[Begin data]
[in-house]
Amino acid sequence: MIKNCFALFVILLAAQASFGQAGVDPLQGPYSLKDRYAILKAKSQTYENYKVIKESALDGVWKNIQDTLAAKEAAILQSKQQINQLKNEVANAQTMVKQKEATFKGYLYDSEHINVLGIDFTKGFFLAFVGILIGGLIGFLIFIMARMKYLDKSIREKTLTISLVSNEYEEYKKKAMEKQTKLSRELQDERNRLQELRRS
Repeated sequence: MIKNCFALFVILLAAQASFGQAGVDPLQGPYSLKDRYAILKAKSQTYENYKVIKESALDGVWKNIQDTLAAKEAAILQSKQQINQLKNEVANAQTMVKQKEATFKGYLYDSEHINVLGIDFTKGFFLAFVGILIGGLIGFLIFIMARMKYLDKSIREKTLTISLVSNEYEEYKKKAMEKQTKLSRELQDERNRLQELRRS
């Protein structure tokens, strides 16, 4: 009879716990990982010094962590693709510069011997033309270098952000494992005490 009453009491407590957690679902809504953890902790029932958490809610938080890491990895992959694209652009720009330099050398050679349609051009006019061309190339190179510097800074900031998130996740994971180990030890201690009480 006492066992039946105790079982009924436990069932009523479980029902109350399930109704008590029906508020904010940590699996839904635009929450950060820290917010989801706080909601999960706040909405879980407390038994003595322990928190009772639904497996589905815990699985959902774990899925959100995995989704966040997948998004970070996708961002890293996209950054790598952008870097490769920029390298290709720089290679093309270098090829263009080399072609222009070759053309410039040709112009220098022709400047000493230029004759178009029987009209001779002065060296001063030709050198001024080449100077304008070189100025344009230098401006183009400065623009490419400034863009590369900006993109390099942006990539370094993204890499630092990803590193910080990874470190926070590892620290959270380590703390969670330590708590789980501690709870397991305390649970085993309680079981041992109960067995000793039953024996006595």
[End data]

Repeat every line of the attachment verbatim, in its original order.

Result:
[in-house]
Amino acid sequence: MIKNCFALFVILLAAQASFGQAGVDPLQGPYSLKDRYAILKAKSQTYENYKVIKESALDGVWKNIQDTLAAKEAAILQSKQQINQLKNEVANAQTMVKQKEATFKGYLYDSEHINVLGIDFTKGFFLAFVGILIGGLIGFLIFIMARMKYLDKSIREKTLTISLVSNEYEEYKKKAMEKQTKLSRELQDERNRLQELRRS
Repeated sequence: MIKNCFALFVILLAAQASFGQAGVDPLQGPYSLKDRYAILKAKSQTYENYKVIKESALDGVWKNIQDTLAAKEAAILQSKQQINQLKNEVANAQTMVKQKEATFKGYLYDSEHINVLGIDFTKGFFLAFVGILIGGLIGFLIFIMARMKYLDKSIREKTLTISLVSNEYEEYKKKAMEKQTKLSRELQDERNRLQELRRS
């Protein structure tokens, strides 16, 4: 009879716990990982010094962590693709510069011997033309270098952000494992005490 009453009491407590957690679902809504953890902790029932958490809610938080890491990895992959694209652009720009330099050398050679349609051009006019061309190339190179510097800074900031998130996740994971180990030890201690009480 006492066992039946105790079982009924436990069932009523479980029902109350399930109704008590029906508020904010940590699996839904635009929450950060820290917010989801706080909601999960706040909405879980407390038994003595322990928190009772639904497996589905815990699985959902774990899925959100995995989704966040997948998004970070996708961002890293996209950054790598952008870097490769920029390298290709720089290679093309270098090829263009080399072609222009070759053309410039040709112009220098022709400047000493230029004759178009029987009209001779002065060296001063030709050198001024080449100077304008070189100025344009230098401006183009400065623009490419400034863009590369900006993109390099942006990539370094993204890499630092990803590193910080990874470190926070590892620290959270380590703390969670330590708590789980501690709870397991305390649970085993309680079981041992109960067995000793039953024996006595």